Analysis: TikTok queries spike for content creators, but will the dollars trickle in too?

Analysis: TikTok queries spike for content creators, but will the dollars trickle in too?

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TikTok has blasted onto the scene during this COVID-19 lockdown with more and more celebrities, influencers and content creators taking to the platform to create their short form content. With approximately 800 million monthly active, content creators worldwide are getting creative with TikTok videos in a bid to grow their presence and versatility.

When asked if content creators are seeing more brand collaboration briefs rolling in for the platform, Singapore-based content creator Jianhao Tan said he has seen a “huge increase of interest” from clients looking to experiment on TikTok.

“There were a lot brand deals and collaborations that I didn’t expect which came in. I’m glad to see brands be more adventurous and explore TikTok,” he said adding that most of the queries revolved around explaining how a viral campaign ran on the platform. While Tan is genuinely seeing a shift in work coming in for content creation on the platform, he added that as a content creator, the adoption of the platform for him isn’t instant either.

Malaysian influencer Blake Yap, the creator behind the account #Chinepaiyen, has also been seeing an increase in brand collaboration interest on TikTok. Receiving these queries mostly via email or messages on social media platforms, Yap told Marketing that these collaborations usually come in the form of incorporating brand products or campaign into his own content. He added that while some brands would request him to follow a theme, he generally has creative freedom over the content he produces for the collaborations. Yap has recently collaborated with brands such as Lenovo and Colgate.

Meanwhile Gushcloud CEO Althea Lim said that while there is a strong interest and curiosity from brands wanting to venture into the platform, many are cautious as they are not sure where their content would fit. “Content on TikTok is largely around music and dance and what marketers are now looking for in this tough economy is performance, rather than just awareness,” she added. As such an evolution and education of the platform is needed for marketers to invest more on the platform.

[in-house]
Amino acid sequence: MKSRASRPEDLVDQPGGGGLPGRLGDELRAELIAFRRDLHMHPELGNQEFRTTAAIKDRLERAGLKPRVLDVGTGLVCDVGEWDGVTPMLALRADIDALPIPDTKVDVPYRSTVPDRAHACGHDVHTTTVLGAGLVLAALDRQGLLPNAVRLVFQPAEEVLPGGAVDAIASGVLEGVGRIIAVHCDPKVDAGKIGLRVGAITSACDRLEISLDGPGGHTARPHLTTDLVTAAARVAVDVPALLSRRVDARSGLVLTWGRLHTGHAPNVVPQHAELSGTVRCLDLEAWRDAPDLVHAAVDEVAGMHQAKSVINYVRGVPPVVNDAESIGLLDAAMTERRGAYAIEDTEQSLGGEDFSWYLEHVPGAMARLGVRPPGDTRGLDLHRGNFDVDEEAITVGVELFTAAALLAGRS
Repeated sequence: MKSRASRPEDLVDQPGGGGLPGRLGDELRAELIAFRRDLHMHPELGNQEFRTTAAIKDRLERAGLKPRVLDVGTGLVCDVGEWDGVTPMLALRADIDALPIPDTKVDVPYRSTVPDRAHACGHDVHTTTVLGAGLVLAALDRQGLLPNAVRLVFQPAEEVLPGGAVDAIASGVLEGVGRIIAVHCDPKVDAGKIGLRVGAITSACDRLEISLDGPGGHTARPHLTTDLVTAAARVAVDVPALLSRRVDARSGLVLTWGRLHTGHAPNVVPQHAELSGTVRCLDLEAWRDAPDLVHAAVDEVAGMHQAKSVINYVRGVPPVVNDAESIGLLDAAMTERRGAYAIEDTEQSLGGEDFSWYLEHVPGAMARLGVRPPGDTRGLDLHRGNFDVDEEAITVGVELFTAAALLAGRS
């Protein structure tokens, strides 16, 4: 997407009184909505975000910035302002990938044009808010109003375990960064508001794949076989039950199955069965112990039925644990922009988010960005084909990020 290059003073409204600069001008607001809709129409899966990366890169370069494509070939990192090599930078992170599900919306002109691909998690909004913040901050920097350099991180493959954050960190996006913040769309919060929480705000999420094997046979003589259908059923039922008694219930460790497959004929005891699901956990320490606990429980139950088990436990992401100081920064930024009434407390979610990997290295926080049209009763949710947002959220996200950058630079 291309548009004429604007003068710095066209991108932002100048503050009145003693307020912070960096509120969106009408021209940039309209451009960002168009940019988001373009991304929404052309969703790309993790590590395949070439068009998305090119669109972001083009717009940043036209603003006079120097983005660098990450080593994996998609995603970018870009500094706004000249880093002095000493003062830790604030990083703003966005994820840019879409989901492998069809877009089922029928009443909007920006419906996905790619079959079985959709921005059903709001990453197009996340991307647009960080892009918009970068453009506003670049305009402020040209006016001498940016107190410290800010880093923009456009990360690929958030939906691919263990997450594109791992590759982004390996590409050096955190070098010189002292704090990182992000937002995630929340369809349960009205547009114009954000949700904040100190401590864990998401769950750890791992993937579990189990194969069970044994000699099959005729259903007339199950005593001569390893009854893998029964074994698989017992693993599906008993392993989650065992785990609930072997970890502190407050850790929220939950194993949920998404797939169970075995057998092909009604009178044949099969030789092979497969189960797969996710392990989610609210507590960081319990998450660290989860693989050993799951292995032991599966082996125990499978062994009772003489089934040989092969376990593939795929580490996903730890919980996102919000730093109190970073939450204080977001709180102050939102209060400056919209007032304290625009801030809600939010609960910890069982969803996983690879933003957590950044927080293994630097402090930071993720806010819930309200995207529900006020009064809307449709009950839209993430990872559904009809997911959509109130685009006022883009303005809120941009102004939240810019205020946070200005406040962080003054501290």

As for influencers entering the platform, she says that naturally this should be their next go-to, given that more consumers are spending time on TikTok than sometimes even Instagram. “We all know it’s a fight for eyeballs and sooner or later, where consumers go, marketers will follow,” she added.

Type of content a challenge

In a previous interview with Marketing, industry players shared that along with the lack of understanding of the platform, content creation remains a challenge for brands. This issue is no different when it comes to content creators and influencers, said Tan.

Candidly speaking, Tan explained that while the content on TikTok is generally interesting, “it does take awhile to get the hang of the content” and some content creators are still figuring out the hang of it. For some it is seen as a platform for song and dance and “weird trends”.

Meanwhile, according to Yap, TikTok’s additional built-in features such as its AR effects allow creators to be more creative on the platform and also make it easier on influencers to self-produce content.

When it comes to content on TikTok, both Tan and Yap choose to create more light-hearted content and fun videos as compared to long established platforms such as Instagram. For both Yap and Tan, Instagram is a platform used more to connect with their fans and provide regular personal updates about their daily lives and thoughts, while TikTok is a platform for them to experiment with new content ideas.

“The great thing about TikTok is that there are no expectations that I’ve set for myself so I’m really there to have fun and have a good time,” said Tan, adding that he initially did not expect for the account to grow so fast. Tan has currently 430,000 followers on his TikTok account.

Meanwhile Gushcloud’s Lim added that just as YouTube advertising was an evolution of TV, and Instagram ads became a digitised version of magazine advertorials, TikTok too will probably be an evolution of mediums such as live-streaming as more and more brands eye monetisation possibilities.

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